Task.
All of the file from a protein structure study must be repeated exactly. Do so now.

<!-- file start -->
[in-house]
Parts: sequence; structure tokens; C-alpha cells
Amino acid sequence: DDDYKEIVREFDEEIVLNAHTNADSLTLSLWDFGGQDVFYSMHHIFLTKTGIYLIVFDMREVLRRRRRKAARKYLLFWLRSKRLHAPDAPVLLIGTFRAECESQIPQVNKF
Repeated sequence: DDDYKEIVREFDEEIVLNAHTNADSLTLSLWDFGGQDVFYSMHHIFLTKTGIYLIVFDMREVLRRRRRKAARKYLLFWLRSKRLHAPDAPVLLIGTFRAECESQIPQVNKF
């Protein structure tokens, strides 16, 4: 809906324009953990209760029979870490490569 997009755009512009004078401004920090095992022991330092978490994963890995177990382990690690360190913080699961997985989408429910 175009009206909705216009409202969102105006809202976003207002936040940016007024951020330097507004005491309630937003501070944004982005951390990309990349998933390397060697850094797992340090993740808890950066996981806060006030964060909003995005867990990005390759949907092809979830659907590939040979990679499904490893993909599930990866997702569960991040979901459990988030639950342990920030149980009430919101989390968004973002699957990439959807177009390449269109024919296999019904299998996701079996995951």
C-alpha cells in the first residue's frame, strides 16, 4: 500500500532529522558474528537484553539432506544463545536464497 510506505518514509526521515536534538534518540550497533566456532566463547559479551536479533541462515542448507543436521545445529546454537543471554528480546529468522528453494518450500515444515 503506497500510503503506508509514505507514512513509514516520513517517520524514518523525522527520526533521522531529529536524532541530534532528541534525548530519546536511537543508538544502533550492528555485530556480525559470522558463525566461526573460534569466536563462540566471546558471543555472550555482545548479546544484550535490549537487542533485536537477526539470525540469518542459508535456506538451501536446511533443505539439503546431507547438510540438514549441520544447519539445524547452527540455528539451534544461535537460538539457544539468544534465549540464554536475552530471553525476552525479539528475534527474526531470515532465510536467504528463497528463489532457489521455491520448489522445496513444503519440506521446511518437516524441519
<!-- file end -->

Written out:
[in-house]
Parts: sequence; structure tokens; C-alpha cells
Amino acid sequence: DDDYKEIVREFDEEIVLNAHTNADSLTLSLWDFGGQDVFYSMHHIFLTKTGIYLIVFDMREVLRRRRRKAARKYLLFWLRSKRLHAPDAPVLLIGTFRAECESQIPQVNKF
Repeated sequence: DDDYKEIVREFDEEIVLNAHTNADSLTLSLWDFGGQDVFYSMHHIFLTKTGIYLIVFDMREVLRRRRRKAARKYLLFWLRSKRLHAPDAPVLLIGTFRAECESQIPQVNKF
């Protein structure tokens, strides 16, 4: 809906324009953990209760029979870490490569 997009755009512009004078401004920090095992022991330092978490994963890995177990382990690690360190913080699961997985989408429910 175009009206909705216009409202969102105006809202976003207002936040940016007024951020330097507004005491309630937003501070944004982005951390990309990349998933390397060697850094797992340090993740808890950066996981806060006030964060909003995005867990990005390759949907092809979830659907590939040979990679499904490893993909599930990866997702569960991040979901459990988030639950342990920030149980009430919101989390968004973002699957990439959807177009390449269109024919296999019904299998996701079996995951």
C-alpha cells in the first residue's frame, strides 16, 4: 500500500532529522558474528537484553539432506544463545536464497 510506505518514509526521515536534538534518540550497533566456532566463547559479551536479533541462515542448507543436521545445529546454537543471554528480546529468522528453494518450500515444515 503506497500510503503506508509514505507514512513509514516520513517517520524514518523525522527520526533521522531529529536524532541530534532528541534525548530519546536511537543508538544502533550492528555485530556480525559470522558463525566461526573460534569466536563462540566471546558471543555472550555482545548479546544484550535490549537487542533485536537477526539470525540469518542459508535456506538451501536446511533443505539439503546431507547438510540438514549441520544447519539445524547452527540455528539451534544461535537460538539457544539468544534465549540464554536475552530471553525476552525479539528475534527474526531470515532465510536467504528463497528463489532457489521455491520448489522445496513444503519440506521446511518437516524441519